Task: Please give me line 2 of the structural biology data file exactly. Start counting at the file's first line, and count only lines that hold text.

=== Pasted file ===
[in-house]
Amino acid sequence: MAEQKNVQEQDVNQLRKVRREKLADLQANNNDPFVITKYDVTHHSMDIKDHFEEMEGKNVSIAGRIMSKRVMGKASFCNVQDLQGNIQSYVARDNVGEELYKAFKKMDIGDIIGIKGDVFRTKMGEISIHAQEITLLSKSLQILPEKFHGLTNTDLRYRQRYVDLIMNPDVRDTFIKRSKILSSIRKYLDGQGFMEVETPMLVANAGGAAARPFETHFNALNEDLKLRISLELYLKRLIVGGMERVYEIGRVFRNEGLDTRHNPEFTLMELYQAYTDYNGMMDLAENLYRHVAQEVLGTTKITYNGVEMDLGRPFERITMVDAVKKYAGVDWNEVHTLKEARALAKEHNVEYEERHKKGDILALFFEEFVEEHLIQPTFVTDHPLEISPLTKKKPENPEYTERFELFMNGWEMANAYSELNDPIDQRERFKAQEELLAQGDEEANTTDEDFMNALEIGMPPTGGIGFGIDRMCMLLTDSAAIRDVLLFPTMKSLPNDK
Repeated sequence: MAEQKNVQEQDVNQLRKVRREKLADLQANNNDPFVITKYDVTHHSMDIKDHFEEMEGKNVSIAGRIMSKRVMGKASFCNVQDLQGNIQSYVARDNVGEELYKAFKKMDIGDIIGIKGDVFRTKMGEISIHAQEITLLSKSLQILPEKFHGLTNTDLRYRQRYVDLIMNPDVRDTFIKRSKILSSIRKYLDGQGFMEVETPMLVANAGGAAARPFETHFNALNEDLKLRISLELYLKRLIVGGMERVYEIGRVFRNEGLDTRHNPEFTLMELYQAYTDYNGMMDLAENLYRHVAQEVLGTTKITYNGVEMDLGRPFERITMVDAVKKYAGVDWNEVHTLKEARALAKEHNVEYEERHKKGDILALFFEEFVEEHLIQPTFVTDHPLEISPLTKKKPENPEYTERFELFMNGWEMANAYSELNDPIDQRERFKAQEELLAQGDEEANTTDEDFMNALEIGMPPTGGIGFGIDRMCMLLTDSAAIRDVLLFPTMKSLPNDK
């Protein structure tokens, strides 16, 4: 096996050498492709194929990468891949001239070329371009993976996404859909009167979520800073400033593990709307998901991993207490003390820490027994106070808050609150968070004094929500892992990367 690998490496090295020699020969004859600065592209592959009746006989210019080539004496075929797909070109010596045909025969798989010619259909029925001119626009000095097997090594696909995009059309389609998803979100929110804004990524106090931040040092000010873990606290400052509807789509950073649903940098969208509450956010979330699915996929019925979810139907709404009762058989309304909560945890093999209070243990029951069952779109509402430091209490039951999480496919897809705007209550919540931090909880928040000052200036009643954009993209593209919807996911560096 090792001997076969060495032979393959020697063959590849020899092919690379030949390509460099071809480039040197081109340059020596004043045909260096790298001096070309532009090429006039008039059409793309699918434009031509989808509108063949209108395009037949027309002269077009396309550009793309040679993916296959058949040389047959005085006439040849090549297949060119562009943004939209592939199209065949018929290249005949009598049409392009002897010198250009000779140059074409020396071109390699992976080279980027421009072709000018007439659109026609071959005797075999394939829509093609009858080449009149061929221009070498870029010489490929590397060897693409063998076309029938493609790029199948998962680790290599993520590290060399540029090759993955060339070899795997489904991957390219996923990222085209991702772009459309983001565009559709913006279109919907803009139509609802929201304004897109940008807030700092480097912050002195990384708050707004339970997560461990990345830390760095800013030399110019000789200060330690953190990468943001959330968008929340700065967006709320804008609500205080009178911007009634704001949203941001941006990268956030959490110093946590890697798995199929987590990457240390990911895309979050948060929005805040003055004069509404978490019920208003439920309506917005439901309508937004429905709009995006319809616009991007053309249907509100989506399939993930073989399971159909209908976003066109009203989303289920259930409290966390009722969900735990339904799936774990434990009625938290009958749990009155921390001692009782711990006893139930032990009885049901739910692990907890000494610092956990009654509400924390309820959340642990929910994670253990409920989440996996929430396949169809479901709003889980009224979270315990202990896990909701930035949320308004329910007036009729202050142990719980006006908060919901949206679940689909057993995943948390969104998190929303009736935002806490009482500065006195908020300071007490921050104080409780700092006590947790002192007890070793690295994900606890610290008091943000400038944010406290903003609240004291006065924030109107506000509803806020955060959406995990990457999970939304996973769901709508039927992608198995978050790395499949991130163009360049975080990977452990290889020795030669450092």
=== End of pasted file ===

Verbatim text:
Amino acid sequence: MAEQKNVQEQDVNQLRKVRREKLADLQANNNDPFVITKYDVTHHSMDIKDHFEEMEGKNVSIAGRIMSKRVMGKASFCNVQDLQGNIQSYVARDNVGEELYKAFKKMDIGDIIGIKGDVFRTKMGEISIHAQEITLLSKSLQILPEKFHGLTNTDLRYRQRYVDLIMNPDVRDTFIKRSKILSSIRKYLDGQGFMEVETPMLVANAGGAAARPFETHFNALNEDLKLRISLELYLKRLIVGGMERVYEIGRVFRNEGLDTRHNPEFTLMELYQAYTDYNGMMDLAENLYRHVAQEVLGTTKITYNGVEMDLGRPFERITMVDAVKKYAGVDWNEVHTLKEARALAKEHNVEYEERHKKGDILALFFEEFVEEHLIQPTFVTDHPLEISPLTKKKPENPEYTERFELFMNGWEMANAYSELNDPIDQRERFKAQEELLAQGDEEANTTDEDFMNALEIGMPPTGGIGFGIDRMCMLLTDSAAIRDVLLFPTMKSLPNDK